Regulatory Helpdesk: January 15, 2018

Here are the top 4 questions last week:

Welcome back to the Regulatory Helpdesk where we answer your dangerous goods & hazmat questions. We’re here to help you become independent with – and understand the whys and hows – of the regulations.

Worded Label Requirements

Q. Are worded labels required for use in US transport?
A. Based on 172.405(a), except where prescribed, wording is optional on US hazard class labels.

Placement of UN Number, Shipping Name and Hazard Class Label

Q. Can you put the “ISH” information (shipping name, UN number and hazard label) on the top of a package (e.g. box)?
A. That depends. Different regulations express it differently, but the key message is that the information must be easily located and read; and with few exceptions in proximity to each other on the same surface of the package. All common regulations (49 CFR, Canadian TDGR, IATA DGR, IMDG Code) have a general requirement for legibility.

49 CFR requires the information to be clearly visible on a surface other than the bottom [172.304(f) and 172.304(a)(i)]- so the top could be allowed if the configuration resulted in it being clearly visible.

IATA DGR and the IMDG Code do not specify top/bottom but only require the information to be “readily visible” [IATA 7.2.6.1(a); IMDG 5.2.1.2.1, 5.2.2,1.6].

TDGR, however, is a little more prescriptive- requiring the information to be “on any side … other than the side on which it is intended to rest or be stacked during transport …” [TDGR 4.10(3)]. Although perhaps not legally binding, the published “FAQ” regarding 4.10(3) refers to “… except top or bottom”. Without getting into dictionary definitions of top/bottom/side/end/surface, shippers would be wise to always have the marks/labels visible when viewing the package as handled during transport.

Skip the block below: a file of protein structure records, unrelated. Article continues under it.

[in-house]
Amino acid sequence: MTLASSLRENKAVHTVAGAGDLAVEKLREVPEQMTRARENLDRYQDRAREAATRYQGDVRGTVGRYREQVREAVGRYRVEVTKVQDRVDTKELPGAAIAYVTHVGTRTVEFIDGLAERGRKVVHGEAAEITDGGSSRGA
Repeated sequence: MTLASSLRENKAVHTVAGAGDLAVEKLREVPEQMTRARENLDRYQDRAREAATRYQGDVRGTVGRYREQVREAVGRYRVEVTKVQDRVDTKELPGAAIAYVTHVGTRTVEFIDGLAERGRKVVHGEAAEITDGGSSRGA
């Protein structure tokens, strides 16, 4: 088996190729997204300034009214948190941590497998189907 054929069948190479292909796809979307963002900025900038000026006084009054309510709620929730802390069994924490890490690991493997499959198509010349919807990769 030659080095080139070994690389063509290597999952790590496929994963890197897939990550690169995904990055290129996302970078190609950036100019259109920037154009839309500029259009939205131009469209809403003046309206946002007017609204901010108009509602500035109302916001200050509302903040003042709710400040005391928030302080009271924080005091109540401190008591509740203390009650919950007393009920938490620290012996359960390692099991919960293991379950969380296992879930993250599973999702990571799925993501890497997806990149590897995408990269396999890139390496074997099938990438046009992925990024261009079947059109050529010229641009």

Pressure Testing IBCs

Q. Is it true that light-weight IBC (31HA1-type composite IBC, aka totes) must be pressure tested each time they are filled in Canada?
A. Yes, if they are being filled for transport. The current 2016 edition of standard CGSB-43.146 is mandatory as of January 12, 2018. This standard (paragraph 12.6.2) requires the leak test before each filling for use in transport. Those already filled may continue to be shipped for up to 12 months following the test.

Also IBC received from other jurisdictions may be shipped if it was in compliance with the state of origin or UN Model regulations. IBC being used as stationary “tanks”- i.e. not being filled for transport- do not fall under the requirement unless/until they are put “in transport”.

Are Batteries Excepted?

Q. Are batteries meeting the “excepted” criteria in 173.185(c) still considered hazardous materials?
A. While excepted from shipping papers, marks/labels, placarding, emergency response, training and US performance packaging, the rest of the regulations still apply. Or said a bit differently, these are still regulated as being hazardous materials but they are exempted from most of the regulations.

This makes sense because these “smaller powered batteries” should present a “lesser” hazard during transport than those higher-powered ones.

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